Charles Denton (television and film producer)

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Charles Denton (born 20 December 1937) is a British film and television producer and executive.

Early career[edit]

He first worked for the BBC as a documentary filmmaker for five years from 1963, before he left the corporation to go freelance. Denton formed the short-lived production company Tempest Films with the actor David Swift and fellow documentary maker Richard Marquand which first involved John Pilger in working for television and Pilger's first television documentary The Quiet Mutiny,[1] which Denton directed for Granada's World in Action series.

ATV, Central and Zenith[edit]

At ATV he became successively deputy, then Head of Documentaries and later controller of programming. Not long after joining ATV he began the Pilger series which ran for five series between 1974 and 1977. John Pilger recalled: "Pilger was Charles' idea ... It was he who encouraged me to stand in front of the camera and say 'I'."[1]

Denton came under extreme political and diplomatic pressure from both the British and Saudi governments both before and after ATV part-financed and produced the drama-documentary Death of a Princess shown on 9 April 1980. The British ambassador to Saudi Arabia was requested to leave the country, and remained away from his post for several months.[2]

In 1981, he sacked Noele Gordon star of the soap opera Crossroads, a decision which antagonised viewers: "'I got excrement through the post'", he once said.[3] As an act of revenge Gordon sang a 'love song' to him at the ATV End of Year Party. In the 1982 franchise round, the ITV Midlands broadcaster ATV turned into Central Independent Television, with Denton remaining in his post. He is an admirer of his former ATV boss, Lew Grade: "'Those times of meeting Lew in his office at 6.30am and watching him eat his grapefruit were among the happiest working days of my life ... ATV lost its franchise because it was too populist, but Lew would be sensationally right for ITV now.'"[3]

Towards the end of the 1970s, Denton had begun working in the film industry, becoming the managing director of Black Lion Films, also a Grade company. The most notable film he worked on during this time was The Long Good Friday (1980), starring Bob Hoskins, but the film was unappreciated by Denton's superiors, and was sold to HandMade Films becoming their second successful film.[4]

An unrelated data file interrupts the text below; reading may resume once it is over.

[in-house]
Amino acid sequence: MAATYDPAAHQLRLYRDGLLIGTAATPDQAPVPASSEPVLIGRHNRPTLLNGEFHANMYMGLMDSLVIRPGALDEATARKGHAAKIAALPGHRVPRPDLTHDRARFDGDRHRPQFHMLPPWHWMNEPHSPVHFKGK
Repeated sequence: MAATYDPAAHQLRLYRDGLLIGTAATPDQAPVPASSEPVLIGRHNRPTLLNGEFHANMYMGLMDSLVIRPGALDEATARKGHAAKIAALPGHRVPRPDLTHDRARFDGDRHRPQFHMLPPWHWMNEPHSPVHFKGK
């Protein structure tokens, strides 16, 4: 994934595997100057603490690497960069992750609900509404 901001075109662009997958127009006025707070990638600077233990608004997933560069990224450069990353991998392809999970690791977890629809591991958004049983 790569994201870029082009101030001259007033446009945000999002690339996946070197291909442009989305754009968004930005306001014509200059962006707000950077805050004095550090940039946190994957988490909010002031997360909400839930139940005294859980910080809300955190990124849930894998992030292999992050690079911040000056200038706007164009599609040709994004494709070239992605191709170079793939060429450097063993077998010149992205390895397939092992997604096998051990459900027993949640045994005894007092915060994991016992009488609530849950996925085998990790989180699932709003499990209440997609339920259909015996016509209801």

In 1984[5] Denton left Central to become chief executive of Zenith Productions, which was initially financed by Central as one of its programme-making subsidiaries,[6] and partly intended to become involved in the revival of the British film industry which had resulted from Channel Four's investment in films intended for a brief circuit release before a first television screening as part of its regular Film on 4 seasons. Zenith produced a number of successful feature film including Personal Services and Wish You Were Here.[5] It was sold to Carlton Television in 1989 with Denton remaining in his post.

Later career[edit]

In 1993, Carlton sold Zenith[6] and Denton left to re-join the BBC in the role as Head of Drama; by then dramas shot on videotape using the multi-camera technique were largely restricted to soap operas. Denton's time at BBC Drama coincided with some flops, such as the expensive Rhodes (1996) receiving a negative press, but some critical and popular successes such as the adaptation of Pride and Prejudice (1995) with Colin Firth as Mr Darcy.[7]

He left the Head of Drama post in 1996, reportedly in protest at the changes carried through by the Corporation's Director General at the time, John Birt,[8] with Denton complaining of Birt's "'Orwellian'" regime at the BBC.[7] Denton was a member of the Arts Council of England during 1996–1999[9] and worked for a time for BBC Films. He is a fellow of the Royal Television Society and of the Royal Society of Arts.

References[edit]

  1. ^ a b Anthony Hayward Breaking the Silence: The Television Reporting of John Pilger, London: Network, 2008, p.4-5. The edition used is contained in the 16 DVD set of Pilger's documentaries; the book was originally published by Bloomsbury.
  2. ^ David Brockman "Death of a Princess" Archived 31 December 2006 at the Wayback Machine., Transdiffusion, 5 February 2008
  3. ^ a b Sue Summers "Hired to make drama out of a crisis", The Independent, 21 July 1993
  4. ^ Michael Brooke "HandMade Films", BFI Screenonline
  5. ^ a b Deans, Jason (30 August 2006). "Guardian Business Section, 30th August 2006". The Guardian. London. Retrieved 28 April 2010.
  6. ^ a b Deans, Jason (30 August 2006). "Guardian Media Section, 30th August 2006". The Guardian. London. Retrieved 28 April 2010.
  7. ^ a b Paul Field "Shock waves set to hit quality of radio", The Independent, 8 June 1996
  8. ^ Georgina Born Uncertain Vision, London: Vintage, 2005, p.321 (pbk)
  9. ^ "Arts Council News Release, 8th August 1996".

External links[edit]

Media offices
Preceded by
Mark Shivas
BBC Television Head of Drama
1993–1996
Succeeded by
Colin Adams